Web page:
Survey Data

Reg No




Categories of Special Interest

Architectural Artistic Historical

Original Use

Country house

In Use As

Country house


1760 - 1790


229696, 267993

Date Recorded


Date Updated



Detached three-bay three-storey over basement Palladian-style country house, built c.1775, with two-storey extensions to the rear (northwest). Shallow hipped natural slate roof having overhanging sprocketed eaves and two central rendered chimneystacks. Constructed of coursed and squared limestone rubble with projecting ashlar string course at ground floor level, over basement, to entrance front (southeast). Square-headed window openings with cut-stone sills and six-over-six pane timber sliding sash windows to ground and first floor openings and three-over-three pane timber sliding sash windows to second floor. Venetian window to central bay on first floor with tripartite window above to second. Central round-headed tripartite doorcase with channelled cut limestone surrounds having timber panelled door. Fanlight with switch-track tracery having keystone over. Door approached by flight of cut-stone steps flanked by ashlar parapet walls with limestone copping. Basement enclosed by low coursed rubble limestone plinth wall having pedestal blocks, surmounted by urns, at intervals along its length. Set in mature grounds with ha-ha to front and extensive outbuildings (15400502) to rear.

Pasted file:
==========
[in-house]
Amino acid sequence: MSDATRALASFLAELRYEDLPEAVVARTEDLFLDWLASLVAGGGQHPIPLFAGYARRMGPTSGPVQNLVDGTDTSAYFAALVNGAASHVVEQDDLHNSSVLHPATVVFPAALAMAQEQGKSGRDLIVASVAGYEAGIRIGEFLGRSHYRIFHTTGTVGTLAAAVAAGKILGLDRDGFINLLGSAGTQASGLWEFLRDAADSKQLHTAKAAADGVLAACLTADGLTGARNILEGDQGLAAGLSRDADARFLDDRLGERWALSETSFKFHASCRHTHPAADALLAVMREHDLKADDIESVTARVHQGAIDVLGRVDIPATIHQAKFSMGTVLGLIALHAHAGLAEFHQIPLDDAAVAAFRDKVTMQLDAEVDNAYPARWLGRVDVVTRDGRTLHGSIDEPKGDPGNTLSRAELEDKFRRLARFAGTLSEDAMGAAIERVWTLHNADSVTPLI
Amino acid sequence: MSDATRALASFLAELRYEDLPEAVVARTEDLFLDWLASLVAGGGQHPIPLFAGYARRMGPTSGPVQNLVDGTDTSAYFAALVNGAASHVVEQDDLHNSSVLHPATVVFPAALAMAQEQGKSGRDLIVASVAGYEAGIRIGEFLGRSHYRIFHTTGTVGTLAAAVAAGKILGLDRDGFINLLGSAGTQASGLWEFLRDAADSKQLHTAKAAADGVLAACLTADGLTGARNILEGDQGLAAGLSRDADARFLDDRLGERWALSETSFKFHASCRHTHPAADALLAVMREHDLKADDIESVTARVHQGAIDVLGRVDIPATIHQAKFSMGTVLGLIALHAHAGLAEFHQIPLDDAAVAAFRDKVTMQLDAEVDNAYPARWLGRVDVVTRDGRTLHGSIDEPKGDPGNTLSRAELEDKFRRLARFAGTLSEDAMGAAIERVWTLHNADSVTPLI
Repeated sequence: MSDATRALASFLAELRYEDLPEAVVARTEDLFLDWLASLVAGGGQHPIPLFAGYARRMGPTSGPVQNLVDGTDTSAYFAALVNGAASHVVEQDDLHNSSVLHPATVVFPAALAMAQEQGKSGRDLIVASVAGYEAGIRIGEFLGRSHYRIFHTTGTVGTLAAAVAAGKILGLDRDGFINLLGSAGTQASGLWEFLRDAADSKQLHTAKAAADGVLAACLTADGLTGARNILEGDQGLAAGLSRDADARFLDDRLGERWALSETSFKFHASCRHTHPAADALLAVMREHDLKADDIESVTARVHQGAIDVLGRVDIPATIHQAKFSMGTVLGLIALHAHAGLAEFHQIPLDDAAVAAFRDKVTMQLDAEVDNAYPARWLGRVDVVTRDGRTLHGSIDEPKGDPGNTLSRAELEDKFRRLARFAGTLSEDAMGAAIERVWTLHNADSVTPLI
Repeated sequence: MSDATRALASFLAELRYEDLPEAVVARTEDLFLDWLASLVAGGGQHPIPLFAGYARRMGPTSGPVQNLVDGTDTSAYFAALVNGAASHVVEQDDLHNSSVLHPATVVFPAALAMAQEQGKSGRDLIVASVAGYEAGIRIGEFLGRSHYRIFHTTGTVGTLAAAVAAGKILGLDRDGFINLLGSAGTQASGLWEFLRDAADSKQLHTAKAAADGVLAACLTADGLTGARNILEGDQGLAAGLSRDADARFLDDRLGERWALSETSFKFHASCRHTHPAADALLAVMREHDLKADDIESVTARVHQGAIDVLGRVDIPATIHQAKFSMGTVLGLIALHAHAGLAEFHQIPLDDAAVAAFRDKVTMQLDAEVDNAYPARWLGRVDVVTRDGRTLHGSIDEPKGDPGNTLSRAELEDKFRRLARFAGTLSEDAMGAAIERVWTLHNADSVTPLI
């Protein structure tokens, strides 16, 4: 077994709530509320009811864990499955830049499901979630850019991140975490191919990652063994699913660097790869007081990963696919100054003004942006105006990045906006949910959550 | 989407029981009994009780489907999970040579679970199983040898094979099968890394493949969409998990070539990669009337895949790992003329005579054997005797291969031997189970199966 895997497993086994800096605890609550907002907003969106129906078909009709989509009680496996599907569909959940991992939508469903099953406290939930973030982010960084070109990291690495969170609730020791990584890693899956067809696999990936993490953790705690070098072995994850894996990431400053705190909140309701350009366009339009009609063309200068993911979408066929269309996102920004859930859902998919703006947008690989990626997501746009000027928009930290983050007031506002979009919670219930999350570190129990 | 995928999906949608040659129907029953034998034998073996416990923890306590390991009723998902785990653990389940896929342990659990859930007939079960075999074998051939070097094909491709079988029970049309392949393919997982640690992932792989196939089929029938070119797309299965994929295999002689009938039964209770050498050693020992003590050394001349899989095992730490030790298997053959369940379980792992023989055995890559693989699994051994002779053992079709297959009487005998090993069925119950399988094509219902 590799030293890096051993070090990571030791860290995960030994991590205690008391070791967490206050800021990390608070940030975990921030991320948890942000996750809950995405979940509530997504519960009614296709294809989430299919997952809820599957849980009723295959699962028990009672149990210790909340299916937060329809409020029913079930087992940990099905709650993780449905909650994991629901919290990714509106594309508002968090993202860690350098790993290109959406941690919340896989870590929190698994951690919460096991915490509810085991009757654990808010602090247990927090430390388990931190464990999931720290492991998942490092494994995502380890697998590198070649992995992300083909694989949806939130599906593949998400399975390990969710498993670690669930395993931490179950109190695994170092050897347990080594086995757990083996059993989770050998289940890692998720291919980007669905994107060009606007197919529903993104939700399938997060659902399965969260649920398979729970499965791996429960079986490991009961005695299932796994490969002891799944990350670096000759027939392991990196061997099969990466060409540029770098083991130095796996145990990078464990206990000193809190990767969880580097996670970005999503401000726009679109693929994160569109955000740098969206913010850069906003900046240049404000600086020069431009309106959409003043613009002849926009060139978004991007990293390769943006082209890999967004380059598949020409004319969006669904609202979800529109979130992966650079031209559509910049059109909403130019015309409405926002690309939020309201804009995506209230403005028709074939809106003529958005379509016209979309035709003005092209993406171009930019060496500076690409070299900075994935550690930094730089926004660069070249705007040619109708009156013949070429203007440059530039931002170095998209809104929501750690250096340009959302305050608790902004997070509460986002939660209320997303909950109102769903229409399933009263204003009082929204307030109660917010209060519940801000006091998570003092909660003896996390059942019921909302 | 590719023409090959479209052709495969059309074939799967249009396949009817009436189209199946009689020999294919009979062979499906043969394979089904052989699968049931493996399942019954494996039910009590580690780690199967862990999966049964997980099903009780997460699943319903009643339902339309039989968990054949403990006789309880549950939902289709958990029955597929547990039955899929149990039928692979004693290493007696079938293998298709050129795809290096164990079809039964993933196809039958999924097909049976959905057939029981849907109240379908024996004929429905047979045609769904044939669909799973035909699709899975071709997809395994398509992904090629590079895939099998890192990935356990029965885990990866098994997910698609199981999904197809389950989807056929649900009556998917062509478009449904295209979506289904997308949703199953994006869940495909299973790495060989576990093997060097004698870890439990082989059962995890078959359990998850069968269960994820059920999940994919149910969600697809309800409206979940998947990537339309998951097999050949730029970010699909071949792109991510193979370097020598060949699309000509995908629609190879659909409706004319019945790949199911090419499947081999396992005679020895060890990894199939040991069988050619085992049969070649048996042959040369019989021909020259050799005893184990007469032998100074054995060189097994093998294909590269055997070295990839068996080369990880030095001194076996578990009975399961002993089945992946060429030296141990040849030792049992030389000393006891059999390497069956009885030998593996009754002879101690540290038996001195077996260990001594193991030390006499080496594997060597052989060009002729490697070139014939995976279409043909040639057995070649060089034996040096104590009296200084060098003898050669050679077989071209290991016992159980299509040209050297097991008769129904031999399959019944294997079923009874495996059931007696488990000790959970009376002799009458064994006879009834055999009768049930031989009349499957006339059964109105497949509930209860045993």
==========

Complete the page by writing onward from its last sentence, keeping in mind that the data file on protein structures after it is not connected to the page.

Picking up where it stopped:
Newpass house is a substantial country house of balanced proportions and restrained Palladian detailing. It survives in its original form and retains much of its early fabric. The arrangement of the tripartite doorcase with Venetian window above to first floor and tripartite window to second floor is the only real ornament to the main façade and is typical of Palladian architecture in Ireland. This house dates from the late eighteenth-century but has the appearance of an earlier structure. The lack of detail to the windows and the construction in coursed rubble limestone suggests it may have been originally rendered. The shallow hipped roof is probably the result of an early nineteenth-century rebuild or refit. The finely detailed tripartite doorcase is of artistic merit. Newpass House was built by the Whitney Family, who received a grant of the nearby town of Rathowen in 1684. This suggests that the present structure replaced an earlier building on or near this site. Lewis (1837) records that this house was the property of the Fetherston-Haugh Family. The Fetherston-Haughs were a notable landholding family in Westmeath during the nineteenth century and had further country seats at Bracklyn House (15401405) and at Rockview House (15401317) near Delvin. Newpass House forms the centrepiece of an interesting group of structures within Newpass Demesne, along with the outbuildings to rear (15400502) and he main entrance gates to the east (15400503) and gate lodge (15400504) to the east.